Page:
MSU’s Broad Art Museum has given Poco a compelling reason to bestir himself, climb into his cozy sleep barrel and make the trip down I-96 from his home in Ann Arbor to East Lansing.
Long Island artist Steve Miller’s “Sloth Pieta,” a heavy, temperedglass X-ray image of a mother sloth and her baby, is among the most striking and unusual works tucked into the sculpture garden just east of the museum.
In a strange encounter between fragile life and enduring art, Poco will meet visitors to the museum Aug. 13.
Miller’s stark image refers to the many “Pietas” of art history, with the dead Christ in the arms of the Virgin Mary, while calling attention to the worldwide loss of wildlife habitat and species extinction.
Empathy for the sacrifice of innocent life is the common thread. Sloths spend their lives hanging upside down from trees, as high as 100 feet in the air, sleeping 18 hours a day and barely moving most of the time. That makes them especially vulnerable to habitat loss, according to Steve Marsh, curator of Ann Arbor’s Creature Conservancy.
“When a section of rain forest is chopped down, jaguars can move out of the way,” Marsh said. “Sloths end up going down with the forest. They’re in those trees.”
If empathy is the purpose of art, Marsh is as much an artist as Miller. Marsh has found that the sight of Poco and a touch of his fur puts a strangely ecstatic face on kids and adults alike.
“Jaguars and alligators are magnificent beasts, but they can also rip us to shreds,” Marsh said. “There tends to be a little more empathy to the placid plant-eaters.”
He paused as a furious honking erupted behind him.
“Sorry, that’s the warthog.” The Creature Conservancy provides shelter and habitat for rescued animals the Humane Society can’t handle, most of them abandoned exotic pets. Among the current inhabitants are seven sloths, a warthog, a jaguar, an albino alligator, parrots, ostriches, a tortoise and many more creatures.
A lot of the animals are more active than ultra-slow Poco, but when it comes to star power, the last shall be first.
“People are drawn to sloths,” Marsh said. “Sloth Month is our most popular month here.”
When Marsh brings Poco to groups of kids and adults, he concentrates on the adaptations that make sloths so well suited to their rain forest world, like reversed hair follicles and fur that hangs down and channels the rain off their bodies.
The ecological message comes mostly from the impact of encountering such a strange, placid animal in the flesh.
But Miller isn’t shy about pointing out the explicit connection between the Pietas of the Renaissance, portraying Mary’s sadness at the death of Christ, and the ongoing slaughter of innocents in the world’s disappearing rain forests.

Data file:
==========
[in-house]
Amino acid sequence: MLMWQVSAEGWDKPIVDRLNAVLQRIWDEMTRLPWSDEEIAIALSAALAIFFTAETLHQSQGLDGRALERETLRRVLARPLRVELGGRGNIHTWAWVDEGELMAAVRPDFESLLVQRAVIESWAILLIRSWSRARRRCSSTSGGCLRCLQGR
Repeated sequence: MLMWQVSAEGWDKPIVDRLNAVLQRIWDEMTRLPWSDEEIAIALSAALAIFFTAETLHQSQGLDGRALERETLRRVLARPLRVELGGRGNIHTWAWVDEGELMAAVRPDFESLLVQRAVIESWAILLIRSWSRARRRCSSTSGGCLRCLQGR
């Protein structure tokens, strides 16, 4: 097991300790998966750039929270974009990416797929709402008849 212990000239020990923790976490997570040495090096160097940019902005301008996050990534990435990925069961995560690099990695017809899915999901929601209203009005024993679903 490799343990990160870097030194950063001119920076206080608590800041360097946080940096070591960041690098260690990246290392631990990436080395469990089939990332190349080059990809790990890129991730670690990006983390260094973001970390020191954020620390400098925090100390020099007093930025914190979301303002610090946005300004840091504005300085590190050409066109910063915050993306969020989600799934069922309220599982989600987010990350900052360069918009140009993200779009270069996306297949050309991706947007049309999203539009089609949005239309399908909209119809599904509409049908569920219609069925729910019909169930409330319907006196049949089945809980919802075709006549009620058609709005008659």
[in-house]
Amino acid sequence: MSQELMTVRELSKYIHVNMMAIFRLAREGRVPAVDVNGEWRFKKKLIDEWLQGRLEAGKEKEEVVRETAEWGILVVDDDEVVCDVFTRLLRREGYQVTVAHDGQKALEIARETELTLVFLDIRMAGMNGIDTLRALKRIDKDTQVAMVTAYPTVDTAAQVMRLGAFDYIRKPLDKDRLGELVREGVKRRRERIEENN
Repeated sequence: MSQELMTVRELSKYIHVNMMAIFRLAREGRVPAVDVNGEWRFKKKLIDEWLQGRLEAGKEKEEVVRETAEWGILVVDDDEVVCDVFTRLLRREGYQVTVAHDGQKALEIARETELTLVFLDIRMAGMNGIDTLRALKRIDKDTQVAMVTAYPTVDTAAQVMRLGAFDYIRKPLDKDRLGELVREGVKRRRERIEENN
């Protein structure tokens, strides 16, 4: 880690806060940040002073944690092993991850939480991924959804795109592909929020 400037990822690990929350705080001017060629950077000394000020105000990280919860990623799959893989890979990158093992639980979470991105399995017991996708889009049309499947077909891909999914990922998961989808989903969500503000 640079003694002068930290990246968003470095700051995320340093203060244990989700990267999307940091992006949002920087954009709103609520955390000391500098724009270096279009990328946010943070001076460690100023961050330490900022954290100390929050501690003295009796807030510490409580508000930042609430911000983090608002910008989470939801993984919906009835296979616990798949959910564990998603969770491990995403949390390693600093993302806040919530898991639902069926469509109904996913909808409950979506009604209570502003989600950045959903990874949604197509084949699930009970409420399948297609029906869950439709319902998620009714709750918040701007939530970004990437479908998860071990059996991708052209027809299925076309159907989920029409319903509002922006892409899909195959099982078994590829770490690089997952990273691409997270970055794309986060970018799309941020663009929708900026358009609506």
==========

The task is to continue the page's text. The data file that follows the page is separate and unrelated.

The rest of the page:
“These guys are dying for our sins,” Miller told the online magazine Hamptons Art Hub in September 2014.
Miller became fascinated with rainforests after attending an art exhibition in Brazil. With its staggering capacity to absorb carbon dioxide, the vast, heavily forested Amazon basin is often called “the lungs of the planet.” Miller seized upon the idea of X-raying those “lungs,” as a doctor would examine a sick patient, by X-raying its fantastic fauna.
He teamed up with radiologists in Belém, a Brazilian city whose name, coincidentally, is Portuguese for Bethlehem. The largest city on the Amazon River, Belém is home to a fishery, an aviary and a zoo. Miller and the radiologists X-rayed a variety of rainforest dwellers, from piranhas to alligators. The female sloth in “Sloth Pieta” was near death when her image was taken.
When Marsh heard the Broad was looking for a real sloth to make a joint appearance with Miller’s sculpture, he jumped at the chance. Marsh, who studied art in college, has never taken Poco to an art museum.
“I’ve been doing this for 26 years, so this is an unusual thing,” he said. “Apparently there’s not enough pieces of art about animals. Maybe we need to change that.”
Art history has not exactly been kind to animals. The world’s galleries are full of pictures of aristocrats trotting off to the hunt, whales being harpooned, tables piled with goggle-eyed fowl and rabbits and so on. “Sloth Pieta” reflects a new phase of brutality — the large-scale loss of habitat — but also a new phase of empathy.
“I can’t think of any other piece of art that tries to do the same thing,” Marsh said.
While many Creature Conservancy animals don’t travel well, that’s not a problem for most sloths. Friday afternoon, Marsh will nestle Poco into a special barrel with blankets on the bottom and a grid of sticks on top for secure hanging.
“These animals sleep 18 hours a day, and they have vehicular narcolepsy,” Marsh said. “He chills out and goes to sleep, we drive up there, pull him out and hang him on a branch. We couldn’t do that with most of our animals. We’d never take the warthog that far.”
Poco likes to listen to ‘80s music while traveling.
“He needs a clear, even beat,” Marsh said, almost apologetically. “I know art people like jazz, but it’s too frenetic for him.”
Altered tour: “Sloth Pieta”
7 p.m. Friday, Aug. 13 (Event is at capacity but will be streamed live at facebook. com/broadmsu.) Eli and Edythe Broad Art Museum 547 E. Circle Drive, East Lansing (517) 884-4800, broadmuseum.msu.edu